Tuesday, August 2, 2011

Sorting in Java - Implements Comparable - compareTo method in Java

Implementing the Comparable interface enables you to define ONE way to compare instances of your class. This interface has one method, compareTo which decides the comparing criteria.

However, objects are sometimes comparable in many ways. For example, two Employee objects may need to be compared by age or by last/first name. In cases like this, create a Comparator that defines how to compare two objects. To make objects comparable in two ways, then you need two comparators.

package main.java.algo.sorting.compare;

import java.util.Arrays;
import java.util.Comparator;

/************ implements Comparator ************/

public class SortingByComparator  {

	public static void main(String[] args) {
		Employee[] p = new Employee[3];

		p[0] = new Employee();

		p[1] = new Employee();

		p[2] = new Employee();

		// If comparator is implemented, it will do the sorting as per the logic passed comparator class
		Arrays.sort(p, new FirstNameComparator());

		// print sorted list
		for (Employee per : p) {




//comparator is a separate class altogether that writes the logic for comparison.
//this class can then be passed as a comparator while sorting : Arrays.sort(employee, new FirstNameComparator());

class FirstNameComparator implements Comparator<Object> {
	//it MUST implement compare method
	//it has 2 input of the type Object (It is later casted to object of type we want)
	public int compare(Object o1, Object o2) {
		//Since it always takes type Object as param, it becomes necessary to check the types before comparing
		if(!(o1 instanceof Employee) || !(o2 instanceof Employee))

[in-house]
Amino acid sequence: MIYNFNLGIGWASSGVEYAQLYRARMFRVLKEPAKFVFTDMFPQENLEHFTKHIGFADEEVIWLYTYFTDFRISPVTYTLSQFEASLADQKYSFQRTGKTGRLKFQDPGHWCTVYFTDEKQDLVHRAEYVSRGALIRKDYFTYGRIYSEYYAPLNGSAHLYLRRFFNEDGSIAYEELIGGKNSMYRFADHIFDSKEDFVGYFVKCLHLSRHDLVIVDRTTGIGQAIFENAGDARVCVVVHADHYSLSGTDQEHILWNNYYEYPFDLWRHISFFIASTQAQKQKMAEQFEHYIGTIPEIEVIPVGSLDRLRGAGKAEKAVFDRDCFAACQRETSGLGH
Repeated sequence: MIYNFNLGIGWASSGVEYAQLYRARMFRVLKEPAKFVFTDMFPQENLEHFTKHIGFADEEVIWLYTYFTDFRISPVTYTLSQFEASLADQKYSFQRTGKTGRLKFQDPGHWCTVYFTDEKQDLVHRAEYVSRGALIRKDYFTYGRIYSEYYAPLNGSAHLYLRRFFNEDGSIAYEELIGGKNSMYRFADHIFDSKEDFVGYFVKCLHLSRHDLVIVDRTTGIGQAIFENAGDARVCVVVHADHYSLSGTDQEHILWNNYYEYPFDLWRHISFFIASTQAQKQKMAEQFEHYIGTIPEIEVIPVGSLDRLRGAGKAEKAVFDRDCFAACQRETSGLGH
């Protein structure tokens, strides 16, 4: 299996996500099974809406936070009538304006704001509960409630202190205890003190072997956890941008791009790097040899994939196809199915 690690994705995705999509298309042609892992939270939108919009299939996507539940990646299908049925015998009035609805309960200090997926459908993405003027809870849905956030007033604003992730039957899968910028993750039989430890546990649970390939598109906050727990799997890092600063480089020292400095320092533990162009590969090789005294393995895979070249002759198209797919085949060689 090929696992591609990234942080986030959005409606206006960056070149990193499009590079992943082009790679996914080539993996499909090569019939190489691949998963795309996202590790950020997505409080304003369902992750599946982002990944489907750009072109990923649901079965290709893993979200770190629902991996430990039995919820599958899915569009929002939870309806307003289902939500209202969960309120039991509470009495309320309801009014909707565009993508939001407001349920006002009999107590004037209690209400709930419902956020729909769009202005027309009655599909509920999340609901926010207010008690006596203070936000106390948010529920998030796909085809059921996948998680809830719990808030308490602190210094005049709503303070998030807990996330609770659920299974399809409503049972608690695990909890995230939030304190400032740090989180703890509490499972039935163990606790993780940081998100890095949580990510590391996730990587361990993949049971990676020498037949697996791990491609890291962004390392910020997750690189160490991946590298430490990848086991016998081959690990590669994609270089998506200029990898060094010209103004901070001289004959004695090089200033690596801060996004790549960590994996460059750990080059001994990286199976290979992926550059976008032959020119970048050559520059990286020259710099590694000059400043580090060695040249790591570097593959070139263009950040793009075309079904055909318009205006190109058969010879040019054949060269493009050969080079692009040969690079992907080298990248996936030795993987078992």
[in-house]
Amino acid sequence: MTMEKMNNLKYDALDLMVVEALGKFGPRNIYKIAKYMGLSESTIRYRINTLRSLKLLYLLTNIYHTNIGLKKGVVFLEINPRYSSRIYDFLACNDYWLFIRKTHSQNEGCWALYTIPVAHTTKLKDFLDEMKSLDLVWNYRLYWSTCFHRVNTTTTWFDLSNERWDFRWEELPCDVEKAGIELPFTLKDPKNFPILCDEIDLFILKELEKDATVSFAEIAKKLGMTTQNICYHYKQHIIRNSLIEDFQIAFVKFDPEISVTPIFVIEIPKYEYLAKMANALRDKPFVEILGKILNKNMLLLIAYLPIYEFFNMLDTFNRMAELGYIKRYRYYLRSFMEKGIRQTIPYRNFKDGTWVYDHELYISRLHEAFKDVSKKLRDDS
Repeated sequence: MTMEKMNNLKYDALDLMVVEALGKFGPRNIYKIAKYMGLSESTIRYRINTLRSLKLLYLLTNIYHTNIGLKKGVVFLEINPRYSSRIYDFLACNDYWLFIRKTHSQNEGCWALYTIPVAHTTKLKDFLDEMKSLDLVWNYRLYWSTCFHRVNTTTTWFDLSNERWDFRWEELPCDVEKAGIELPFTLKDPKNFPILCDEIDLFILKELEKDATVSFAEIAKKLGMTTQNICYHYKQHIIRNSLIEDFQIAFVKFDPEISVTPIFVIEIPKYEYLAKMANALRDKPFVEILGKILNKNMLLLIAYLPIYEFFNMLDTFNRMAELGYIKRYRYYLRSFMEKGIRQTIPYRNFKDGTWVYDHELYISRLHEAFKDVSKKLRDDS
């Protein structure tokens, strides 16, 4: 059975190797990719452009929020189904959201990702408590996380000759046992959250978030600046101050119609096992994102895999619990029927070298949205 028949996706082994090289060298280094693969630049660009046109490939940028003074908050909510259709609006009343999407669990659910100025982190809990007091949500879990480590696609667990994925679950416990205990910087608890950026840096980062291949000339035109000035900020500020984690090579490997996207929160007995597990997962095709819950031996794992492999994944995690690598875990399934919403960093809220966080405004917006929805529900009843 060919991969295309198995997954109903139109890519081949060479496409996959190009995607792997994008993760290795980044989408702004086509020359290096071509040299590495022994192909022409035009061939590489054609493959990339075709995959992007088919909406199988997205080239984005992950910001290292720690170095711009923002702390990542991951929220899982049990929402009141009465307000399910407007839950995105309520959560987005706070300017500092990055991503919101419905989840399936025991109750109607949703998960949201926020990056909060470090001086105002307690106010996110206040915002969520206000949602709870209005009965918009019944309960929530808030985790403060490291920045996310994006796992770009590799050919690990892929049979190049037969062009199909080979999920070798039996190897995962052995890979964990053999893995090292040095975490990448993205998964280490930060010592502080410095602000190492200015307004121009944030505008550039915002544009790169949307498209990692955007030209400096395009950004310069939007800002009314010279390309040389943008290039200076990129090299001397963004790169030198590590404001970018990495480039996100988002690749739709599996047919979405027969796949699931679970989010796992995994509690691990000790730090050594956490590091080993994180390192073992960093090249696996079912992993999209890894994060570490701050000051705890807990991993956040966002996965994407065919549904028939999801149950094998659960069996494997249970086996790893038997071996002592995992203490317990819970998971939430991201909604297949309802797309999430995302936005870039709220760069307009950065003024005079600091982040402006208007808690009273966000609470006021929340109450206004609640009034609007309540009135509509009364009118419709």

throw new ClassCastException("Comparing objects not of type Employee");
		String firstNameO1 = ((Employee) o1).getFirstName();
		String firstNameO2 = ((Employee) o2).getFirstName();
		if(!firstNameO1.equals(firstNameO2)) {
			//this compareTo is the standard function of String class
			//do not confuse it with compareTo in Comparable
			return firstNameO1.compareTo(firstNameO2);
		else {
			//good practice is to have a backup logic if the items compared are same
			String lastNameO1 = ((Employee) o1).getLastName();
			String lastNameO2 = ((Employee) o2).getLastName();
			return lastNameO1.compareTo(lastNameO2);

//in case of comparator, this class does not need to implement any comparing logic. unlike it used to do while using comparable.

class Employee {
	private String firstName = null;
	private String lastName = null;
	private int age = 0;	
	/*** Getters & Setters ***/

	public String getFirstName() {
		return firstName;

	public void setFirstName(String firstName) {
		this.firstName = firstName;

	public String getLastName() {
		return lastName;

	public void setLastName(String lastName) {
		this.lastName = lastName;

	public int getAge() {
		return age;

	public void setAge(int age) {
		this.age = age;


1) We can any number of comparator classes for Employee here - which do
sorting on basis of different criteria name, salaray, address, etc. We will
just need to change the Comparator class being passed as a param to .sort

2) In a class we can have both Comparable and Comparator being used. If
nothing is specified in .sort method - logic of comparable will be used. Or
else the logic of Comparator class being passed will be used. Also, then
.compareTo(...) used inside comparator will call the compareTo of Comparable.

3) Comparator classes - we can either have standalone public/non-public(as in
my example) classes, inner classes, nested classes - the way we want.


  1. I would like to add one important point with respect to comparable interface is that it can be used only when you have access to the source code. When using third party classes in the form of JAR file, it is not possible to edit the source code and implement Comparable interface